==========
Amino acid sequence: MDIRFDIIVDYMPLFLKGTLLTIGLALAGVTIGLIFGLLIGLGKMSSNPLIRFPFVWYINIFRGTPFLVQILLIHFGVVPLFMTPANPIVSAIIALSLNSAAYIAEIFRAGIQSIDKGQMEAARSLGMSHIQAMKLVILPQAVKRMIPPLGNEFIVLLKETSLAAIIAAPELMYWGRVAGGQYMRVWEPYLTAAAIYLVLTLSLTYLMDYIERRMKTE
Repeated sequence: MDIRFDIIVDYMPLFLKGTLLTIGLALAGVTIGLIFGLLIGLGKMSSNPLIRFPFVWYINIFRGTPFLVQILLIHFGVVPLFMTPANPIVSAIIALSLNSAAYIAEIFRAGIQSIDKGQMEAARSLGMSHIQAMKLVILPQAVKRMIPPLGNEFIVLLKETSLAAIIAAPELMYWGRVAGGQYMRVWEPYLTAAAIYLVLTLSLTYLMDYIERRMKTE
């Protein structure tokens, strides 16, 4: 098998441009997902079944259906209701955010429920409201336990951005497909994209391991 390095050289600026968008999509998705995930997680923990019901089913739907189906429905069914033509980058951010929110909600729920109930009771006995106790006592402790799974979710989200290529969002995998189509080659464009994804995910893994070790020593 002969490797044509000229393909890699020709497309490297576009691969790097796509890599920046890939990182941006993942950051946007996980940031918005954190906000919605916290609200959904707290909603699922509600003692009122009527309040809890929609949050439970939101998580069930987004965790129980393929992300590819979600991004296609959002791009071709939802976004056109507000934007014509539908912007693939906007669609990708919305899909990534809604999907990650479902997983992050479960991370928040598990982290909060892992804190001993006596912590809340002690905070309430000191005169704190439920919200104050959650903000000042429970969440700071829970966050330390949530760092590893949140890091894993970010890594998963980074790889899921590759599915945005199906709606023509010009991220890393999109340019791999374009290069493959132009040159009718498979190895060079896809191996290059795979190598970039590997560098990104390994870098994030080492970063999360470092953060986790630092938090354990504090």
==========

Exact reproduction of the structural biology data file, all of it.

Amino acid sequence: MDIRFDIIVDYMPLFLKGTLLTIGLALAGVTIGLIFGLLIGLGKMSSNPLIRFPFVWYINIFRGTPFLVQILLIHFGVVPLFMTPANPIVSAIIALSLNSAAYIAEIFRAGIQSIDKGQMEAARSLGMSHIQAMKLVILPQAVKRMIPPLGNEFIVLLKETSLAAIIAAPELMYWGRVAGGQYMRVWEPYLTAAAIYLVLTLSLTYLMDYIERRMKTE
Repeated sequence: MDIRFDIIVDYMPLFLKGTLLTIGLALAGVTIGLIFGLLIGLGKMSSNPLIRFPFVWYINIFRGTPFLVQILLIHFGVVPLFMTPANPIVSAIIALSLNSAAYIAEIFRAGIQSIDKGQMEAARSLGMSHIQAMKLVILPQAVKRMIPPLGNEFIVLLKETSLAAIIAAPELMYWGRVAGGQYMRVWEPYLTAAAIYLVLTLSLTYLMDYIERRMKTE
């Protein structure tokens, strides 16, 4: 098998441009997902079944259906209701955010429920409201336990951005497909994209391991 390095050289600026968008999509998705995930997680923990019901089913739907189906429905069914033509980058951010929110909600729920109930009771006995106790006592402790799974979710989200290529969002995998189509080659464009994804995910893994070790020593 002969490797044509000229393909890699020709497309490297576009691969790097796509890599920046890939990182941006993942950051946007996980940031918005954190906000919605916290609200959904707290909603699922509600003692009122009527309040809890929609949050439970939101998580069930987004965790129980393929992300590819979600991004296609959002791009071709939802976004056109507000934007014509539908912007693939906007669609990708919305899909990534809604999907990650479902997983992050479960991370928040598990982290909060892992804190001993006596912590809340002690905070309430000191005169704190439920919200104050959650903000000042429970969440700071829970966050330390949530760092590893949140890091894993970010890594998963980074790889899921590759599915945005199906709606023509010009991220890393999109340019791999374009290069493959132009040159009718498979190895060079896809191996290059795979190598970039590997560098990104390994870098994030080492970063999360470092953060986790630092938090354990504090």